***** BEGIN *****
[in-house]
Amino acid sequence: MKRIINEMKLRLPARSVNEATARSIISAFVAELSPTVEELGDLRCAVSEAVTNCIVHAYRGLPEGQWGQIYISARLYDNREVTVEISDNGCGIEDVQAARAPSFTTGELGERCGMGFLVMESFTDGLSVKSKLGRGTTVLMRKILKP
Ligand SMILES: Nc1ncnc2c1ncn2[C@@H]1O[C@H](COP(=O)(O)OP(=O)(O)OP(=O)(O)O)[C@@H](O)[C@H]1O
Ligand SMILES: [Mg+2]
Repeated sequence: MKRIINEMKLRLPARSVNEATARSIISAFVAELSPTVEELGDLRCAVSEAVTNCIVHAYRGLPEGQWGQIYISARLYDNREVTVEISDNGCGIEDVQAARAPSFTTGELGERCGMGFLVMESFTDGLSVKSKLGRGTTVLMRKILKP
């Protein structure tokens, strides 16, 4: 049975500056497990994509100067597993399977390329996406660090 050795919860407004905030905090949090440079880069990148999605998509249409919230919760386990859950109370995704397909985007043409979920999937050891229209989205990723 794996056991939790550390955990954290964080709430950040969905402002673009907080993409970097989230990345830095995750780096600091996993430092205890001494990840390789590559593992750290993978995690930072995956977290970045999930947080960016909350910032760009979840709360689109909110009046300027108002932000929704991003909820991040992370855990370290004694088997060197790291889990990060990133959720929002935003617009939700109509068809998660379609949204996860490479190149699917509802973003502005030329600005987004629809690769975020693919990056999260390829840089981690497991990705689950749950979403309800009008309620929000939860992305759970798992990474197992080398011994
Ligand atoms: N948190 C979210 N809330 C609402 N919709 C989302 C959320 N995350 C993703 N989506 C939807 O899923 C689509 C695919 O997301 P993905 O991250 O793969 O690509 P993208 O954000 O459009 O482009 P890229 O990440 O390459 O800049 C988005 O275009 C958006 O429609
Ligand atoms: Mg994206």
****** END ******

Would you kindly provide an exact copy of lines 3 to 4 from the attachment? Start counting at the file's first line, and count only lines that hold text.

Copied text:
Ligand SMILES: Nc1ncnc2c1ncn2[C@@H]1O[C@H](COP(=O)(O)OP(=O)(O)OP(=O)(O)O)[C@@H](O)[C@H]1O
Ligand SMILES: [Mg+2]